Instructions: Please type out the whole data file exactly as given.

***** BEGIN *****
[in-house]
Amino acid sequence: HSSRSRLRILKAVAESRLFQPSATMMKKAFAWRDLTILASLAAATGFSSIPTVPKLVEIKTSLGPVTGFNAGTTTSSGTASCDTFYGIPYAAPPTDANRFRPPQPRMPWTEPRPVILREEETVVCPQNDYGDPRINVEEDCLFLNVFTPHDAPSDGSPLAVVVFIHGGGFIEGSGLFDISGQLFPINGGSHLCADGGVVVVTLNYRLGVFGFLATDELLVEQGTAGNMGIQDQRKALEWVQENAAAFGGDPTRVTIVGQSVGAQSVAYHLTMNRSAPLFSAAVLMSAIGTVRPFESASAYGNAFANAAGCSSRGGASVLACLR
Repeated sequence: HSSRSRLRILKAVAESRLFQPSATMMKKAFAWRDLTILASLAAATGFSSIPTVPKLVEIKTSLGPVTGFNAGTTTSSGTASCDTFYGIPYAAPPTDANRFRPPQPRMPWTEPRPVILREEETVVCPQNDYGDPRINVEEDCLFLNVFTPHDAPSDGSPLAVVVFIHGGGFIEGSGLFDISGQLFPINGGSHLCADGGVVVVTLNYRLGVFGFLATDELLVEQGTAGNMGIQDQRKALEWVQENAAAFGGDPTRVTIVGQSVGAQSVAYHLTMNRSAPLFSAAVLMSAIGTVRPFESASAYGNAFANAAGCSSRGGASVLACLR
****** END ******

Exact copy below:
[in-house]
Amino acid sequence: HSSRSRLRILKAVAESRLFQPSATMMKKAFAWRDLTILASLAAATGFSSIPTVPKLVEIKTSLGPVTGFNAGTTTSSGTASCDTFYGIPYAAPPTDANRFRPPQPRMPWTEPRPVILREEETVVCPQNDYGDPRINVEEDCLFLNVFTPHDAPSDGSPLAVVVFIHGGGFIEGSGLFDISGQLFPINGGSHLCADGGVVVVTLNYRLGVFGFLATDELLVEQGTAGNMGIQDQRKALEWVQENAAAFGGDPTRVTIVGQSVGAQSVAYHLTMNRSAPLFSAAVLMSAIGTVRPFESASAYGNAFANAAGCSSRGGASVLACLR
Repeated sequence: HSSRSRLRILKAVAESRLFQPSATMMKKAFAWRDLTILASLAAATGFSSIPTVPKLVEIKTSLGPVTGFNAGTTTSSGTASCDTFYGIPYAAPPTDANRFRPPQPRMPWTEPRPVILREEETVVCPQNDYGDPRINVEEDCLFLNVFTPHDAPSDGSPLAVVVFIHGGGFIEGSGLFDISGQLFPINGGSHLCADGGVVVVTLNYRLGVFGFLATDELLVEQGTAGNMGIQDQRKALEWVQENAAAFGGDPTRVTIVGQSVGAQSVAYHLTMNRSAPLFSAAVLMSAIGTVRPFESASAYGNAFANAAGCSSRGGASVLACLR